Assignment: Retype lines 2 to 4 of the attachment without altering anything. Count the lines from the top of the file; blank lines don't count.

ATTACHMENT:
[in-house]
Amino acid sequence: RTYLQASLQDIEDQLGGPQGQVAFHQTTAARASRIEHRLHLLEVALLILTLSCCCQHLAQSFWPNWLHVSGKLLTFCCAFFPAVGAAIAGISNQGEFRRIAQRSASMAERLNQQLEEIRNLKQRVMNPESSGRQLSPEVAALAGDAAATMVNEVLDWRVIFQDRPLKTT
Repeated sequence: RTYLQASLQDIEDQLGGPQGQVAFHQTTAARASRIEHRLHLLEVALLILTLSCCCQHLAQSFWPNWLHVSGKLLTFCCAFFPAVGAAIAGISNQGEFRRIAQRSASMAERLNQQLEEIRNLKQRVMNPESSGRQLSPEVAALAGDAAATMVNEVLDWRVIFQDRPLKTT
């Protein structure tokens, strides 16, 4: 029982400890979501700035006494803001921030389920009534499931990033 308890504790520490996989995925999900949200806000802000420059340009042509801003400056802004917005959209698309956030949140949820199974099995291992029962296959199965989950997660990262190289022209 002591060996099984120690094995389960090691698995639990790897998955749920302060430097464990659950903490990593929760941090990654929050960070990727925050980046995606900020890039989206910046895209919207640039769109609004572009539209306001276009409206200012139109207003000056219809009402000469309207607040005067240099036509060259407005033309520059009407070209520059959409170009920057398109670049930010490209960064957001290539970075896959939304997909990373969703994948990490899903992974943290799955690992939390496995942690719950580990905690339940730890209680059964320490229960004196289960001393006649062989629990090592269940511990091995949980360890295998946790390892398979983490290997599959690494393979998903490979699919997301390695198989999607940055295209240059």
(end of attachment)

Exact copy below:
Amino acid sequence: RTYLQASLQDIEDQLGGPQGQVAFHQTTAARASRIEHRLHLLEVALLILTLSCCCQHLAQSFWPNWLHVSGKLLTFCCAFFPAVGAAIAGISNQGEFRRIAQRSASMAERLNQQLEEIRNLKQRVMNPESSGRQLSPEVAALAGDAAATMVNEVLDWRVIFQDRPLKTT
Repeated sequence: RTYLQASLQDIEDQLGGPQGQVAFHQTTAARASRIEHRLHLLEVALLILTLSCCCQHLAQSFWPNWLHVSGKLLTFCCAFFPAVGAAIAGISNQGEFRRIAQRSASMAERLNQQLEEIRNLKQRVMNPESSGRQLSPEVAALAGDAAATMVNEVLDWRVIFQDRPLKTT
């Protein structure tokens, strides 16, 4: 029982400890979501700035006494803001921030389920009534499931990033 308890504790520490996989995925999900949200806000802000420059340009042509801003400056802004917005959209698309956030949140949820199974099995291992029962296959199965989950997660990262190289022209 002591060996099984120690094995389960090691698995639990790897998955749920302060430097464990659950903490990593929760941090990654929050960070990727925050980046995606900020890039989206910046895209919207640039769109609004572009539209306001276009409206200012139109207003000056219809009402000469309207607040005067240099036509060259407005033309520059009407070209520059959409170009920057398109670049930010490209960064957001290539970075896959939304997909990373969703994948990490899903992974943290799955690992939390496995942690719950580990905690339940730890209680059964320490229960004196289960001393006649062989629990090592269940511990091995949980360890295998946790390892398979983490290997599959690494393979998903490979699919997301390695198989999607940055295209240059």